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Date Created
  • 2020-05

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Role, structure, and style: concurrent mediational means in public engagement mechanisms

Description

A pressing question in public policymaking is how best to allocate decision-making authority and to facilitate opportunities for input. When it comes to science, technology, and environmental (STE) policy decisions,

A pressing question in public policymaking is how best to allocate decision-making authority and to facilitate opportunities for input. When it comes to science, technology, and environmental (STE) policy decisions, persons impacted by those decisions often have relevant information and perspectives to contribute yet lack either the specialized, technical knowledge or the means by which to effectively communicate that knowledge. Consequently, due to a variety of factors, they are frequently denied meaningful involvement in making them. In an effort to better understand why this is so, and how this might change, this dissertation uses an activity systems framework to examine how three factors mediate the circulation of information in STE public engagement mechanisms.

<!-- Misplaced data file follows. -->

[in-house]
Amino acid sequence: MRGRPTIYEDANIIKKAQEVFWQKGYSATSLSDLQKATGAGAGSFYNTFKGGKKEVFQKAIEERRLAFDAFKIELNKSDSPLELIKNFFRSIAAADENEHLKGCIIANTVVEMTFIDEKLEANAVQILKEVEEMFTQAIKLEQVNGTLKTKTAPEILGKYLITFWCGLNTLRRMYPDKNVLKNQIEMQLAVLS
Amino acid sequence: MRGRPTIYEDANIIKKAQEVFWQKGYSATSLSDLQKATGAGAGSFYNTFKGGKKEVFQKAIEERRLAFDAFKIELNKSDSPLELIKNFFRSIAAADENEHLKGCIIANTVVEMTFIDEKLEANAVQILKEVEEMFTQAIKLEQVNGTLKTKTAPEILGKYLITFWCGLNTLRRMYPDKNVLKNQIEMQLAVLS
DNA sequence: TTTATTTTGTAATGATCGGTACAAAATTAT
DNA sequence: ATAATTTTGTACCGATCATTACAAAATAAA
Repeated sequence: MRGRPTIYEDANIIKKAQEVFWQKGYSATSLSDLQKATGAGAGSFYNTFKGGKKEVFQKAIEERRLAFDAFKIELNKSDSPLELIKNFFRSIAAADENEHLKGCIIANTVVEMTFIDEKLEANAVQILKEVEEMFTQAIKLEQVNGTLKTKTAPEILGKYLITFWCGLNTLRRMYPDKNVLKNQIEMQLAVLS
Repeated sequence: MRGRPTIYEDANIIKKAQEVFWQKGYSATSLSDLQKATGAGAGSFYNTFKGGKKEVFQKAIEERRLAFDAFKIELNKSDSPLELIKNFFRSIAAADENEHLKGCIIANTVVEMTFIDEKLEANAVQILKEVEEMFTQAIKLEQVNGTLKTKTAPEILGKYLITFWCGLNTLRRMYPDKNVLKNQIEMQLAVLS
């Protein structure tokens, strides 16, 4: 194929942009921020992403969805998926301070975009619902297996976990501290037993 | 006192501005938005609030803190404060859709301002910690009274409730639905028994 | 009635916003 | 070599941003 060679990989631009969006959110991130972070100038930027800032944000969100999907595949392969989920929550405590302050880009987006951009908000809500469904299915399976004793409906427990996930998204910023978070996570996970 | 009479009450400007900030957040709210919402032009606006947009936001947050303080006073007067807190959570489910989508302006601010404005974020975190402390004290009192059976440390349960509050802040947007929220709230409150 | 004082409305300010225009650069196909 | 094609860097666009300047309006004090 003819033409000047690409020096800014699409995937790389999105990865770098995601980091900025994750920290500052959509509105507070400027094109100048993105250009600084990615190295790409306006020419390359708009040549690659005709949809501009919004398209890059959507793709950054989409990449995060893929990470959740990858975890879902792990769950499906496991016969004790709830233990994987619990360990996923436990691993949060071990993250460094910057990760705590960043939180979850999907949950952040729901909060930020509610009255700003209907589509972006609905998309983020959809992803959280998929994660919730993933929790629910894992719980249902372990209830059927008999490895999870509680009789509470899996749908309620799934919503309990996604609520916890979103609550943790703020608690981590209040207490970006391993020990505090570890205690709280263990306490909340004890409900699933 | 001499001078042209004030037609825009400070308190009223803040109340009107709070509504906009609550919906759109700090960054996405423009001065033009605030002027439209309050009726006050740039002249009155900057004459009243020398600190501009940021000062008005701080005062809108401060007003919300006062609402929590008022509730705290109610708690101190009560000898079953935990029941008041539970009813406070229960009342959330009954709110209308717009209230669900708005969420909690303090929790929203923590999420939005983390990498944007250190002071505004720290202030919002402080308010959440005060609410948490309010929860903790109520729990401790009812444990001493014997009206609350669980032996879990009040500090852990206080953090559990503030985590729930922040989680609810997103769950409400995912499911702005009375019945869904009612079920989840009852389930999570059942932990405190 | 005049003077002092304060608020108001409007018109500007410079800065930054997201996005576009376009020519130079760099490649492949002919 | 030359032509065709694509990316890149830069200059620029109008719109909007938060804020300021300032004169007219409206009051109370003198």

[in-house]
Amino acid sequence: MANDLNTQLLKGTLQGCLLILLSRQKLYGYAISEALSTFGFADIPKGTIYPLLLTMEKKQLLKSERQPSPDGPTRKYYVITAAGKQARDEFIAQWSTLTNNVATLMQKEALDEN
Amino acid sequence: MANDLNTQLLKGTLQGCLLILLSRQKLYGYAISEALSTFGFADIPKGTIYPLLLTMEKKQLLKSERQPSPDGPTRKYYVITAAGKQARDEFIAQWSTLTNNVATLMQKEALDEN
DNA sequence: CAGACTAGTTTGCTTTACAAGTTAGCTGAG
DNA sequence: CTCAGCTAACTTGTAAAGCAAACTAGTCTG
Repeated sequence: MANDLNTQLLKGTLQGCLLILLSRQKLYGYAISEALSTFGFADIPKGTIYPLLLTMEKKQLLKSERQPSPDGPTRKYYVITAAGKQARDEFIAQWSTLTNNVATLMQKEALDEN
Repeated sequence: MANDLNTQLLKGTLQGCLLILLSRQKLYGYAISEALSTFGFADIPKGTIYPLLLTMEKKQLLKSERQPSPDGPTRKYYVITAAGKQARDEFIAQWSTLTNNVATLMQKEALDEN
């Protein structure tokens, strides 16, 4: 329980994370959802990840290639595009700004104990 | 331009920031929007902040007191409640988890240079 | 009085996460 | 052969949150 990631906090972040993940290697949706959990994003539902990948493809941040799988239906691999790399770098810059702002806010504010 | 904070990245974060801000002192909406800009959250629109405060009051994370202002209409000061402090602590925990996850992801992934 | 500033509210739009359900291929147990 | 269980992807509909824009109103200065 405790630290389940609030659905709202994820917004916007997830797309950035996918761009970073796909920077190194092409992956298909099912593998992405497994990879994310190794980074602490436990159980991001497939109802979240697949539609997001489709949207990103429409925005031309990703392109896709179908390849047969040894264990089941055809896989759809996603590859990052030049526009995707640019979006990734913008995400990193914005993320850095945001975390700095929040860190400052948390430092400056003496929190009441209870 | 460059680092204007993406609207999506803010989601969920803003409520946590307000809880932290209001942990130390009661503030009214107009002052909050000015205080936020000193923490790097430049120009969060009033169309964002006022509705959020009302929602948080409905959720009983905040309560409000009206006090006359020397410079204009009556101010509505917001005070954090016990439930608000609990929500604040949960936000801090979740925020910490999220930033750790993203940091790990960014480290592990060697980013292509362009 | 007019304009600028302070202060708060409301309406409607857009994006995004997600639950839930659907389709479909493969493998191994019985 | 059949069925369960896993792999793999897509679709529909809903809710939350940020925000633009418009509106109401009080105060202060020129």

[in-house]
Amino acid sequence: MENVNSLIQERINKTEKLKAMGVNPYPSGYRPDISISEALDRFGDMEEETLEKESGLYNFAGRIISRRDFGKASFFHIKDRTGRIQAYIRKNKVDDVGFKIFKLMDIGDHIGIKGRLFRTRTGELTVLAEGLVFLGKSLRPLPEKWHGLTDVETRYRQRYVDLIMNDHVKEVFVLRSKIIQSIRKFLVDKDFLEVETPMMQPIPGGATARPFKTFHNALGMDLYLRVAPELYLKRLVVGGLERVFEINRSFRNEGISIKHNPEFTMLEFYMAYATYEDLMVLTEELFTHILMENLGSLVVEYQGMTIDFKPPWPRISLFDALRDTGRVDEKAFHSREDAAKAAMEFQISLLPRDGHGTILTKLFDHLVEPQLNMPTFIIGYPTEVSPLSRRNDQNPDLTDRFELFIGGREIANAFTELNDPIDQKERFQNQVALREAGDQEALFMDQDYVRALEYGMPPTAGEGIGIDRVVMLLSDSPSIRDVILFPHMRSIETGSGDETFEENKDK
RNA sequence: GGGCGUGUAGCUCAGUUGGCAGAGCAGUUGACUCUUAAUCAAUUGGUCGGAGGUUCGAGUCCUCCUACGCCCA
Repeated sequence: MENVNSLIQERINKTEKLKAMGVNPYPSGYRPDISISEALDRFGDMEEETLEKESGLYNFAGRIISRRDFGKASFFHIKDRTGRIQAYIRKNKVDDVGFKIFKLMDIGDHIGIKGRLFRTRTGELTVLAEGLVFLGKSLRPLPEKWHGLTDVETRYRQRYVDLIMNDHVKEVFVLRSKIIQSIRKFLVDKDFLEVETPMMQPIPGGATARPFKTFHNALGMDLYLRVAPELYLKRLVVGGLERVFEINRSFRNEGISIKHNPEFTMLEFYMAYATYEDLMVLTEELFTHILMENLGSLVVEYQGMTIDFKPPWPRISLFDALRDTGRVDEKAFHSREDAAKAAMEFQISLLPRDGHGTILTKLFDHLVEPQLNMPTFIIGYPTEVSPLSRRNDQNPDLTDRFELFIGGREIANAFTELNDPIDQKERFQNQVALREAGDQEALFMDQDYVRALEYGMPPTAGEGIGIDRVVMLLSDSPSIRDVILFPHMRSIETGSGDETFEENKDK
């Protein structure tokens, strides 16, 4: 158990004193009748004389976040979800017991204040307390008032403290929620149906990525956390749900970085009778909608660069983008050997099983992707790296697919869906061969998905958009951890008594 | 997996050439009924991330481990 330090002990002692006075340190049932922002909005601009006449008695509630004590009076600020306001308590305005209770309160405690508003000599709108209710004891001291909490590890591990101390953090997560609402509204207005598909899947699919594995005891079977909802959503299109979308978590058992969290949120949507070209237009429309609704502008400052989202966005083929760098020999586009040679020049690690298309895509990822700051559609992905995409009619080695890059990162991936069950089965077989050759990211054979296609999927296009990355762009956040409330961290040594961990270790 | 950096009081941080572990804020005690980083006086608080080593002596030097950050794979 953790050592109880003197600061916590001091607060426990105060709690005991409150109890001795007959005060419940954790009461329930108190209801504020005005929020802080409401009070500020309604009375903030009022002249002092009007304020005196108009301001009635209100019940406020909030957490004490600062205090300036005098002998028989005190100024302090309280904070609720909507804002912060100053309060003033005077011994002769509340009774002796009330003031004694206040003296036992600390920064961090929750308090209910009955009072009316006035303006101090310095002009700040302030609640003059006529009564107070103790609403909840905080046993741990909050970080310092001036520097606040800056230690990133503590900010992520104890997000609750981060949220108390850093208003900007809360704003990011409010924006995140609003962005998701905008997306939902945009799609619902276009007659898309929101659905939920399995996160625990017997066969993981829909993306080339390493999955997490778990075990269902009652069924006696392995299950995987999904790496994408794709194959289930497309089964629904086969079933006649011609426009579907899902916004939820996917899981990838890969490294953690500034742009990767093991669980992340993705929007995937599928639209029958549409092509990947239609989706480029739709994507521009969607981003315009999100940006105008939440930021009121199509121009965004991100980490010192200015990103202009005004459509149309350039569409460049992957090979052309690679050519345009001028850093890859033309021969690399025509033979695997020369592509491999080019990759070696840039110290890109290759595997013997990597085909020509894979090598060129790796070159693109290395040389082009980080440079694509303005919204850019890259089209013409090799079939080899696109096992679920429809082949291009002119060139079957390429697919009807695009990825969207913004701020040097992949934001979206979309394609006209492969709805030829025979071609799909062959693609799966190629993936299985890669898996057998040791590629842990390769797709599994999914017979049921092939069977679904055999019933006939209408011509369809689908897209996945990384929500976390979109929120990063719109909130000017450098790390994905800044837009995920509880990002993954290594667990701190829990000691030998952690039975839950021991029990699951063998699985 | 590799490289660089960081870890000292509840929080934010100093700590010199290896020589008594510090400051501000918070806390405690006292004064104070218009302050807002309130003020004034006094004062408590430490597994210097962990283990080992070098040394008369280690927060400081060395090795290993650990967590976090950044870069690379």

In this project, I examine the transcripts of a 2015 administrative hearing and community meeting about the Santa Susana Field Lab—a former nuclear- and rocket engine-testing facility 30 miles from Los Angeles, where an experimental nuclear reactor suffered a partial meltdown in 1959. Specifically, I identify (1) who was designated as an "expert" versus a member of "the public," (2) the structural features, and (3) the stylistic features of participants' remarks at these events; and I study how these factors mediated the flow of information at each. To do so, I view "expert" and "public" as what Michael McGee has termed ideographs, and consider the structural and stylistic features that prior scholarship has identified to impact information flow.

Based on my analysis, I theorize that role designations, structural features, and stylistic features work together to mediate whose, what, and how information flows in public engagement mechanisms. Based on my findings, I also suggest that this mediation impacts policy outcomes. As such, I contend that better understanding the relationships among these mediational means, information flow, and policy outcomes is an important step towards developing public engagement mechanisms that most effectively use the relevant knowledge and other insights of all who have a stake in policy decisions.

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Date Created
  • 2016